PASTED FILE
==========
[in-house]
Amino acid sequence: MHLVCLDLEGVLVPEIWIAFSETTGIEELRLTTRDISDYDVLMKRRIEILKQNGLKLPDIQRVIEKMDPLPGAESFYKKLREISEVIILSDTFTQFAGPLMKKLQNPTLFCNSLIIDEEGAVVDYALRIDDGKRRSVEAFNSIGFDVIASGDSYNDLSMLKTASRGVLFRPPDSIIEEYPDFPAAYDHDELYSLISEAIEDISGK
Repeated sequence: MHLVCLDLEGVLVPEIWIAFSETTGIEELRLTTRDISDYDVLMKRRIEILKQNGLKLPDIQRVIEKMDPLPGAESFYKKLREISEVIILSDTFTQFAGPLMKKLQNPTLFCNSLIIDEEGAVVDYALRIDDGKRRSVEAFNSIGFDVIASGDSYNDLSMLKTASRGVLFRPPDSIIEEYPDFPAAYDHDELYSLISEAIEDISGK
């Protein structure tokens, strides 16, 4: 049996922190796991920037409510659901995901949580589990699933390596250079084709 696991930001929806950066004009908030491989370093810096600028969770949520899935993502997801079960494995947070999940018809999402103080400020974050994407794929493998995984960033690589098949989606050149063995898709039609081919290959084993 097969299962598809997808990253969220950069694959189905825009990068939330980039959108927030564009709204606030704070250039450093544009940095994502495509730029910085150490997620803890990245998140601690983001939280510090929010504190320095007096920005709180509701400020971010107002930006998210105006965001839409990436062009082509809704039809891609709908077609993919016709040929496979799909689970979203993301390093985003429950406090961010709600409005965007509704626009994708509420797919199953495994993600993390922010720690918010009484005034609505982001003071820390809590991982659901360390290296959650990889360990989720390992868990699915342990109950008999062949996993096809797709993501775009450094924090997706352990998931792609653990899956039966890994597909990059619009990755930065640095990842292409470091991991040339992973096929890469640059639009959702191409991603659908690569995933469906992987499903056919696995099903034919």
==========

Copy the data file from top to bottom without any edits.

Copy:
[in-house]
Amino acid sequence: MHLVCLDLEGVLVPEIWIAFSETTGIEELRLTTRDISDYDVLMKRRIEILKQNGLKLPDIQRVIEKMDPLPGAESFYKKLREISEVIILSDTFTQFAGPLMKKLQNPTLFCNSLIIDEEGAVVDYALRIDDGKRRSVEAFNSIGFDVIASGDSYNDLSMLKTASRGVLFRPPDSIIEEYPDFPAAYDHDELYSLISEAIEDISGK
Repeated sequence: MHLVCLDLEGVLVPEIWIAFSETTGIEELRLTTRDISDYDVLMKRRIEILKQNGLKLPDIQRVIEKMDPLPGAESFYKKLREISEVIILSDTFTQFAGPLMKKLQNPTLFCNSLIIDEEGAVVDYALRIDDGKRRSVEAFNSIGFDVIASGDSYNDLSMLKTASRGVLFRPPDSIIEEYPDFPAAYDHDELYSLISEAIEDISGK
């Protein structure tokens, strides 16, 4: 049996922190796991920037409510659901995901949580589990699933390596250079084709 696991930001929806950066004009908030491989370093810096600028969770949520899935993502997801079960494995947070999940018809999402103080400020974050994407794929493998995984960033690589098949989606050149063995898709039609081919290959084993 097969299962598809997808990253969220950069694959189905825009990068939330980039959108927030564009709204606030704070250039450093544009940095994502495509730029910085150490997620803890990245998140601690983001939280510090929010504190320095007096920005709180509701400020971010107002930006998210105006965001839409990436062009082509809704039809891609709908077609993919016709040929496979799909689970979203993301390093985003429950406090961010709600409005965007509704626009994708509420797919199953495994993600993390922010720690918010009484005034609505982001003071820390809590991982659901360390290296959650990889360990989720390992868990699915342990109950008999062949996993096809797709993501775009450094924090997706352990998931792609653990899956039966890994597909990059619009990755930065640095990842292409470091991991040339992973096929890469640059639009959702191409991603659908690569995933469906992987499903056919696995099903034919």